Quinn’s final encounter with the tuxedo man was one that she could have done without.

She was 18 or 19 years old at the time.

“I was sleeping in the attic. I woke up in the middle of the night, and the neighbor’s dogs were barking,” Quinn says. “I rolled over and he was standing above me. There was no face, there was just kind of a grey swirl.”

The ethereal being’s body was simply a misty, grey, humanoid form, although the tuxedo itself was clear and detailed.

Quinn had hoped that perhaps the phenomenon was strictly a part of her childhood, but seeing the tuxedo-wearing ghost after adulthood convinced her of the startling reality of her experiences--and, quite frankly, it frightened her.

“And I have never slept at my parent’s place since then,” she reveals.

Her time at that house seems to have been filled with unusual occurrences, and Quinn carefully recounts much of the phenomena she experienced.

“I would see shadows of kids, or hear kids—I say kids, but really I’d hear little feet running around upstairs when I was the only one home,” she says.

“I used to be a terrible sleeper as a kid…obviously. I would go downstairs and watch TV in my parent’s living room, and when you’re lying on the couch you can’t see the bottom of the stairs even if the door is open," Quinn explains. "There would be times when I’d be watching TV and I would hear; you know when kids jump down the stairs and there’s kind of like a grunt? I would hear that. It would be around 2 or 3 a.m. in the morning and I would hear that."

Another physical manifestation that stands out to her involved the seeming apportation of a child’s bouncy ball.

“In my bedroom we had a circle rug in the middle of the room, and one time there was a bouncy ball on the mirrored dresser across from the bed,” Quinn recounts. “The bouncy ball rolled off the dresser in the middle of the night. I was probably eight or nine. I woke up to it bouncing, and I was waiting for it to stop, but it never did--I noticed it was maintaining its height. I threw it out of the room through the open door, and I heard it hit the stairs. I closed the door, and I was spooked, so I turned the light on and read a book until I fell back asleep. I woke up later, and that bouncy ball was in the middle of the circle rug.”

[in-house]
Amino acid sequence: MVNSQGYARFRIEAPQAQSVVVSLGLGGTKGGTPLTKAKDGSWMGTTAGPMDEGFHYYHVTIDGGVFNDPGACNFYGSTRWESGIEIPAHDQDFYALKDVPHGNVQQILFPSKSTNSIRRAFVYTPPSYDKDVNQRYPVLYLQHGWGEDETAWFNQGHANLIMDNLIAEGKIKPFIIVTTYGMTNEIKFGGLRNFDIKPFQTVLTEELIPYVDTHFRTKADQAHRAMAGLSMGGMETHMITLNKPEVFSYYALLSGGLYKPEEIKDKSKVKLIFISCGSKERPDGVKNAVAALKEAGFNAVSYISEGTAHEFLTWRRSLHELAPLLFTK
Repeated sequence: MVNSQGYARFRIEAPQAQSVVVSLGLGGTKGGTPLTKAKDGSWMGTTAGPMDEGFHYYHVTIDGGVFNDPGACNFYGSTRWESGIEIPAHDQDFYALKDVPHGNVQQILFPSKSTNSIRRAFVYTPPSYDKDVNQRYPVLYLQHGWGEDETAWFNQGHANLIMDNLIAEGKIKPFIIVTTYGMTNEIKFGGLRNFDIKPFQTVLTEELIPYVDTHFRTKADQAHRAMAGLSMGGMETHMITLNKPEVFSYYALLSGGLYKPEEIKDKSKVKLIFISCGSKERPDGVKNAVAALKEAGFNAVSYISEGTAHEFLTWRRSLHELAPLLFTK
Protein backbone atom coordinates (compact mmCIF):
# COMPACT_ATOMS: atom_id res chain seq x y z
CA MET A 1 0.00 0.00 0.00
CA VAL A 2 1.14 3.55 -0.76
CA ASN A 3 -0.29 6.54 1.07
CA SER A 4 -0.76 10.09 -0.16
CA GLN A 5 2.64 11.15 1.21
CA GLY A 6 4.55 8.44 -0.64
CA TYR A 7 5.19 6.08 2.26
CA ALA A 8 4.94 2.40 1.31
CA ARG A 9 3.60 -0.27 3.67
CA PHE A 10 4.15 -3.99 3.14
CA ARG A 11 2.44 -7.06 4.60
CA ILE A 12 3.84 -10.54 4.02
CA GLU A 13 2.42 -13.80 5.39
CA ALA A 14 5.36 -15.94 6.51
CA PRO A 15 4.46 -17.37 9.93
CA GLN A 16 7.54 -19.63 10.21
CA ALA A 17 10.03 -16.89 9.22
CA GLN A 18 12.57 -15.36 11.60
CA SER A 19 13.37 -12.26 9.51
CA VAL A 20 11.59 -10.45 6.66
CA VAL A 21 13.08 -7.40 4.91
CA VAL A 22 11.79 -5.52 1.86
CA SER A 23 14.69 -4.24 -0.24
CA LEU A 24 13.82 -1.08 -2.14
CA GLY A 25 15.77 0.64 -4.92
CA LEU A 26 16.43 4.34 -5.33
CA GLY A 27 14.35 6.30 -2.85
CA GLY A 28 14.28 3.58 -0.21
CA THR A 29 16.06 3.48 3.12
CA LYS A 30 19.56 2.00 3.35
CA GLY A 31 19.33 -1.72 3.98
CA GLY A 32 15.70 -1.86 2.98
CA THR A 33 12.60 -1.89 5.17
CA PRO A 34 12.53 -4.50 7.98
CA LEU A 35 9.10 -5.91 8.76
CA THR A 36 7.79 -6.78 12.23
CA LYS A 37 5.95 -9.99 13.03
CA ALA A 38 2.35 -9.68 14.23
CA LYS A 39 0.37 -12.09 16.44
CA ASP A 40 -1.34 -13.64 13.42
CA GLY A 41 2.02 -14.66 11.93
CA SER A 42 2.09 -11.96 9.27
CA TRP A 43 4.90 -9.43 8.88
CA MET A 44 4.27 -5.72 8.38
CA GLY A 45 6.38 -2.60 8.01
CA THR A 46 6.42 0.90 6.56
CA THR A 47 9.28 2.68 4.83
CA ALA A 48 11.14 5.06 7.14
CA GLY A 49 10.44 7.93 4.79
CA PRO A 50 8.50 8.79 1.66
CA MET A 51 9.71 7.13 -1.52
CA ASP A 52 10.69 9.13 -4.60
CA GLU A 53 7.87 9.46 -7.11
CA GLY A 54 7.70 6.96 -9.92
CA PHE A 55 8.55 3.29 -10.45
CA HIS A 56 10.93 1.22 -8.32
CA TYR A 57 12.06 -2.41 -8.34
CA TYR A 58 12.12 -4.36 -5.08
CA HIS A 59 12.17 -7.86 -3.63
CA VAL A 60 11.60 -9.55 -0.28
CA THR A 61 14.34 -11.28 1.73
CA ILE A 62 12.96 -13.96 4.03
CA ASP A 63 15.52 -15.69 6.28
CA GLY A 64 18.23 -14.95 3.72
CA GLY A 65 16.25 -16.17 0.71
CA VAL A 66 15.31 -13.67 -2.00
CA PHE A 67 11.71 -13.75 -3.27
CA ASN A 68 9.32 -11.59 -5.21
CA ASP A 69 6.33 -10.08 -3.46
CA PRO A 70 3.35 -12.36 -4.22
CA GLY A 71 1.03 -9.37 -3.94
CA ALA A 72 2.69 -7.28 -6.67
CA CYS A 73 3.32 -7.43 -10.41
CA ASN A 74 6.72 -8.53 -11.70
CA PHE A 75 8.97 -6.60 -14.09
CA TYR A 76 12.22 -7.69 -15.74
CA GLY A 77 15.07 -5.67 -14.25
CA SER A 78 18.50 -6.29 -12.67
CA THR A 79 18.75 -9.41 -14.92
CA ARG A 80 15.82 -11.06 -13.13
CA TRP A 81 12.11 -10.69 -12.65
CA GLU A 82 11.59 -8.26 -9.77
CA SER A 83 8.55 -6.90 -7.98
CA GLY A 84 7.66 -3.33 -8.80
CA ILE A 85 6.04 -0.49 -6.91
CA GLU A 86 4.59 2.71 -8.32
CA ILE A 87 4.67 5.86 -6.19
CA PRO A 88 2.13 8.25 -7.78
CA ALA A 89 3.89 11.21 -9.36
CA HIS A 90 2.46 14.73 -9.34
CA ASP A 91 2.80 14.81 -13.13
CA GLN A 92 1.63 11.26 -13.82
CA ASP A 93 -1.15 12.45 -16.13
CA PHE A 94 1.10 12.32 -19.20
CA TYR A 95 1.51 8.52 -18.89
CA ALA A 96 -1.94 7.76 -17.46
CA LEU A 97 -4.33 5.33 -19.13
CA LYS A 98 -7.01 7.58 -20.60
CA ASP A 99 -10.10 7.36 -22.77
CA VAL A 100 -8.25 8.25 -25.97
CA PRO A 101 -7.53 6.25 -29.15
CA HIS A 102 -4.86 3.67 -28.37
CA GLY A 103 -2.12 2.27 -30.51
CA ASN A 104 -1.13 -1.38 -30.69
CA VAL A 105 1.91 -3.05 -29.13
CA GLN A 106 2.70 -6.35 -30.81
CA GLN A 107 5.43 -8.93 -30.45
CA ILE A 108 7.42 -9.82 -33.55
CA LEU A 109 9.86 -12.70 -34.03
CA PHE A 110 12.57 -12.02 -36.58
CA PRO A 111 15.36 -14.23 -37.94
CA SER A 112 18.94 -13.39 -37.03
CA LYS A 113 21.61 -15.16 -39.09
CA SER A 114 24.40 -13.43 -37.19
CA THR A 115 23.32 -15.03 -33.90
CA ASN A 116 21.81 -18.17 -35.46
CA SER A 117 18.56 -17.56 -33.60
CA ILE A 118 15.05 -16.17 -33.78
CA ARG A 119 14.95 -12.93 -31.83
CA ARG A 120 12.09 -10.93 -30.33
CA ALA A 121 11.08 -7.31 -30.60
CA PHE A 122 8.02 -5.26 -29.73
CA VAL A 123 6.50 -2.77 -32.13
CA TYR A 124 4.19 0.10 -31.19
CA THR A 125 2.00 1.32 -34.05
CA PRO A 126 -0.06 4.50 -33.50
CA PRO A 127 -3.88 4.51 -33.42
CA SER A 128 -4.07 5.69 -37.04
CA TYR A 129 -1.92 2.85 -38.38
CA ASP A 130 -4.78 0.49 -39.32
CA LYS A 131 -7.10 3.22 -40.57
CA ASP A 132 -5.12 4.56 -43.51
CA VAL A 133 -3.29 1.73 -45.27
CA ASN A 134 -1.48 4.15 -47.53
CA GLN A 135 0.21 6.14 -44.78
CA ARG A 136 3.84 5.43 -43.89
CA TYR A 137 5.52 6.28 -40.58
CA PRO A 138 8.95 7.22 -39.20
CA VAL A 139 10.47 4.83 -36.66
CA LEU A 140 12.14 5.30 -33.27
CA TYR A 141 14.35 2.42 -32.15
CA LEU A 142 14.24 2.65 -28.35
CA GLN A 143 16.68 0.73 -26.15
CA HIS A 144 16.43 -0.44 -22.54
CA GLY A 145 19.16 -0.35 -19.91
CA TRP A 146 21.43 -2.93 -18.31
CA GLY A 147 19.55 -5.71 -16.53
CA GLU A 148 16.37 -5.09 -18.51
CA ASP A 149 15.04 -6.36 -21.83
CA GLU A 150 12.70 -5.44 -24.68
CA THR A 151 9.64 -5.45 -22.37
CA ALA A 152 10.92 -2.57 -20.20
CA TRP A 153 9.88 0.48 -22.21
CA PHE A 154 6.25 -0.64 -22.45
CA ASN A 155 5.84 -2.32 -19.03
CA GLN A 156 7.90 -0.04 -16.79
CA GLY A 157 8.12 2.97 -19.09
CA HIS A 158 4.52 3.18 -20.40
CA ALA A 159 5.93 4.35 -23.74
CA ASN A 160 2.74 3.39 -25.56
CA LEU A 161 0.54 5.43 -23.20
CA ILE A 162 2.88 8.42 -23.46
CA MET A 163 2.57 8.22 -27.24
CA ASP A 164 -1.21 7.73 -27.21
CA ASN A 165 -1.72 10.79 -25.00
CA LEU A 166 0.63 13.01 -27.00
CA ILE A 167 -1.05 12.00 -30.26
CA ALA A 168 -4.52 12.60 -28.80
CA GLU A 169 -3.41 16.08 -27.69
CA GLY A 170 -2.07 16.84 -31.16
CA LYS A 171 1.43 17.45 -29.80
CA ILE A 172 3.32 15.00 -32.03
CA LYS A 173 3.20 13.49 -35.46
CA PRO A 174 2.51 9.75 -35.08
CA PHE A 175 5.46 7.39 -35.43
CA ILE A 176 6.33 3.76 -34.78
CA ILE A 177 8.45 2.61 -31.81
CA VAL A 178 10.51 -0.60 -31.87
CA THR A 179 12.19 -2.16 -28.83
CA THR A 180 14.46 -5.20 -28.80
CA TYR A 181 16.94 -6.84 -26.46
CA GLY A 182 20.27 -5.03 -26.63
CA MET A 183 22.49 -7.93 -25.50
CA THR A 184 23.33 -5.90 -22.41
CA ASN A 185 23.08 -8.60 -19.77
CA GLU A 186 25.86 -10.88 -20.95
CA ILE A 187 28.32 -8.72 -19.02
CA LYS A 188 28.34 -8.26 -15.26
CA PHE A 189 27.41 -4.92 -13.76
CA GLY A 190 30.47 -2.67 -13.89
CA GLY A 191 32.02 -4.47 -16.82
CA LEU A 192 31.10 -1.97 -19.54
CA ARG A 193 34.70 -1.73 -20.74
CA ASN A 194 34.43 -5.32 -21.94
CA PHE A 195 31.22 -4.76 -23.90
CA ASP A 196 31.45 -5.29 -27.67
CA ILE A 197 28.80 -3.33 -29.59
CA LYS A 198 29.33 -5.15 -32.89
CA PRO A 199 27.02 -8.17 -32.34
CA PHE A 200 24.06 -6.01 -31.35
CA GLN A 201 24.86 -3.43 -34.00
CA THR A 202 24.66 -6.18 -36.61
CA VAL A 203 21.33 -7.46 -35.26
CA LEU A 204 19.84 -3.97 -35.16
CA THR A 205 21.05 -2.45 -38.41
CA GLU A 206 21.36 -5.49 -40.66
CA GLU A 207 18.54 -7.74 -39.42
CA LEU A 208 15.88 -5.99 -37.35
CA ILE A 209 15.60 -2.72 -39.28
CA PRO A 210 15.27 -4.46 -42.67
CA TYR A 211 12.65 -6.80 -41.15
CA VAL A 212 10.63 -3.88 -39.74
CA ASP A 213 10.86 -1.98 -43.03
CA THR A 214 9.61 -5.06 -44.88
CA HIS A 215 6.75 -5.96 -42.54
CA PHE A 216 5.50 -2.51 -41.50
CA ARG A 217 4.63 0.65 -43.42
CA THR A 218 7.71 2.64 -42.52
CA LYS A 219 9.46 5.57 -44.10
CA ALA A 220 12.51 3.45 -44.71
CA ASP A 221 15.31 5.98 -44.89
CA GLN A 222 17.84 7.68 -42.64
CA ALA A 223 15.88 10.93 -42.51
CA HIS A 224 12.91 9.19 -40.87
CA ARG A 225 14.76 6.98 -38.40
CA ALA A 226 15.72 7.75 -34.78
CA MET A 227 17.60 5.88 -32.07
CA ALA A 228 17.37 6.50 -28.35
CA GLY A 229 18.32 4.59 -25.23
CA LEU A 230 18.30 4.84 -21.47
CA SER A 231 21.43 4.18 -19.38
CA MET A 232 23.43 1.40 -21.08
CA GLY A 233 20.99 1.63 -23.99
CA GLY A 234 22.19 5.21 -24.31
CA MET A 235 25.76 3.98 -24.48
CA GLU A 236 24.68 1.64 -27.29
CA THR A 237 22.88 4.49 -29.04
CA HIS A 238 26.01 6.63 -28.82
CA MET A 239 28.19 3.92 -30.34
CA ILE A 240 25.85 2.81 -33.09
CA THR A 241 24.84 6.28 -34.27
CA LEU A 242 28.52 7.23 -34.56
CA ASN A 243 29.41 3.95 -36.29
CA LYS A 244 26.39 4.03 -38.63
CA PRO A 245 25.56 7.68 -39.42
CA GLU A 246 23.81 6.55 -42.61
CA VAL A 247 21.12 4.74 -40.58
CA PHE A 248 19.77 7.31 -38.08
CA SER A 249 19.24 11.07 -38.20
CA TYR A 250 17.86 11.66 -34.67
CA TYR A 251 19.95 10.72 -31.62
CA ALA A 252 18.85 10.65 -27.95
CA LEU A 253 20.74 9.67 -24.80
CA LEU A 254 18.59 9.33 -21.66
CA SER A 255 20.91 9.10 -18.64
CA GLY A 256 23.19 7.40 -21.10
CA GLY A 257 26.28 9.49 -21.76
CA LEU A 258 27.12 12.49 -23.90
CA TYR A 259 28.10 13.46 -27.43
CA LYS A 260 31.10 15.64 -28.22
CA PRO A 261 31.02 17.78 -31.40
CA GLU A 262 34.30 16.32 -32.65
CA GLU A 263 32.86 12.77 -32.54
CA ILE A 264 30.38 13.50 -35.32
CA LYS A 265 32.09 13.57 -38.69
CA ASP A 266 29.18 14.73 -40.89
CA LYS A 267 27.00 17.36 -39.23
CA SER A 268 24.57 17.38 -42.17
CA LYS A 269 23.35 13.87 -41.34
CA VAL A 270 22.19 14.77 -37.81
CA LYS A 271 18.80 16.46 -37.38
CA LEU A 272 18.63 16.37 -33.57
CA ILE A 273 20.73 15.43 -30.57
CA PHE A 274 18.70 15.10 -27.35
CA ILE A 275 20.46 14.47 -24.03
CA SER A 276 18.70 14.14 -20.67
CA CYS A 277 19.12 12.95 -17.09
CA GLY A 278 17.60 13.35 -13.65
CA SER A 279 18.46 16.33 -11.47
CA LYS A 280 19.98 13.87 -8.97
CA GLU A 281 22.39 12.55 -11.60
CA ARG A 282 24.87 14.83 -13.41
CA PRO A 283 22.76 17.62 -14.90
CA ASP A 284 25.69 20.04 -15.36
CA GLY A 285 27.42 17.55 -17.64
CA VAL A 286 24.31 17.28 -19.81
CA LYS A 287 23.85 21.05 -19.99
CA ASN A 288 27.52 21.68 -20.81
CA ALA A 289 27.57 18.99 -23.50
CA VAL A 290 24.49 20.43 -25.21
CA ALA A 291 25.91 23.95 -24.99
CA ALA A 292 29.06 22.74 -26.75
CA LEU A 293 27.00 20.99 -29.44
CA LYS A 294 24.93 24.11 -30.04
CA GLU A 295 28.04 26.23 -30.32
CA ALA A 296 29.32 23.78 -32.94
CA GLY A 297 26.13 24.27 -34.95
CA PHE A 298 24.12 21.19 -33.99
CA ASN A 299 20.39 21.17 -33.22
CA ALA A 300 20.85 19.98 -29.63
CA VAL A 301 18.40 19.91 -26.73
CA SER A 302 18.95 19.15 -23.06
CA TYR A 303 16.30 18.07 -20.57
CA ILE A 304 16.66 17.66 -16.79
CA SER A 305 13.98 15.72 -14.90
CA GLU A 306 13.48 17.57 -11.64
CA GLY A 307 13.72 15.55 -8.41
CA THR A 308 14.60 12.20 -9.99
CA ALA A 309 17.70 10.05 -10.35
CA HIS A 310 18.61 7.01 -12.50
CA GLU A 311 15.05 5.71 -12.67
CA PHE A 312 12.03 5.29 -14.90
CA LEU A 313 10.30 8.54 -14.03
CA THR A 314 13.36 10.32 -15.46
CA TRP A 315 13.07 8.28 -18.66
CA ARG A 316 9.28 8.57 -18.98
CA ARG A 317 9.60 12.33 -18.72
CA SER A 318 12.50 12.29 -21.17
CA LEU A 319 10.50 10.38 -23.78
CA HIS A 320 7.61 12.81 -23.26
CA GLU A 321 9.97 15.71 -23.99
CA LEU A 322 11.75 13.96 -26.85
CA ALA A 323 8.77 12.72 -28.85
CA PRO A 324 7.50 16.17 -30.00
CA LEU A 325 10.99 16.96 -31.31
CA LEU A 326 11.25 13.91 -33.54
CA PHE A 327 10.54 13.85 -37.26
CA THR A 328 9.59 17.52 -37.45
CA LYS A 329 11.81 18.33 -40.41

And to add to the number of unsettling experiences already attached to her childhood bedroom, Quinn would sometimes wake up to see grey, misty phantoms walking through the walls of her home.

“There were other times when I’d be asleep, and I’d wake up, and I would see people walk through walls,” she says. “They were ambiguous people, so I couldn’t tell you what their gender was, but they clearly weren’t my mom or dad.”

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Quinn's siblings had similar experiences as children but have since recanted.

“She said, ‘well, you know ghosts aren’t real,’” Quinn says her sister told her prior to the interview. “And I said, ‘actually, no, I’m quite positive of the alternative.’”

Not all her family is so dismissive; Quinn’s aunt has been supportive of her experiences.

“She’s always been the one who believed me,” she says of her aunt. “I was always able to go to her, and she would say ‘yeah, your house is kind of spooky.’”

Similarly, Quinn relates that her friends would often tell her they had an uncomfortable feeling in the house.

Quinn has had quite a few psychic experiences in her life, and in all likelihood, they’re connected to what she experienced in that old house. It’s something she wants to reclaim as part of her identity.

These experiences are a very personal affair for Quinn, and she knows what she experienced--if not necessarily the root cause of the phenomenon. Whatever it was, it was weird, and that weirdness has imprinted itself on her in the way it does all of us who experience it. We sometimes fight it and long for normality, but ultimately the strangeness in our lives moves back in as inexorably as the tide. Quinn, for her part, is done fighting who she is.

“When you’re 18 or 19 the last thing you want to be is weird,” she says. “I really pushed it down and pushed it away. I’m just getting to a point now where I can not only be cool with it, and talk about it, but maybe get back to that place.”

We spend some more time chatting about a number of strange subjects, but eventually the hour draws late and we've all got our own houses to haunt, so we walk out into the night and say our goodbyes. Despite our departure and the end of the evening I can't help but feel like we're still at the beginning of something. Welcome back, Quinn.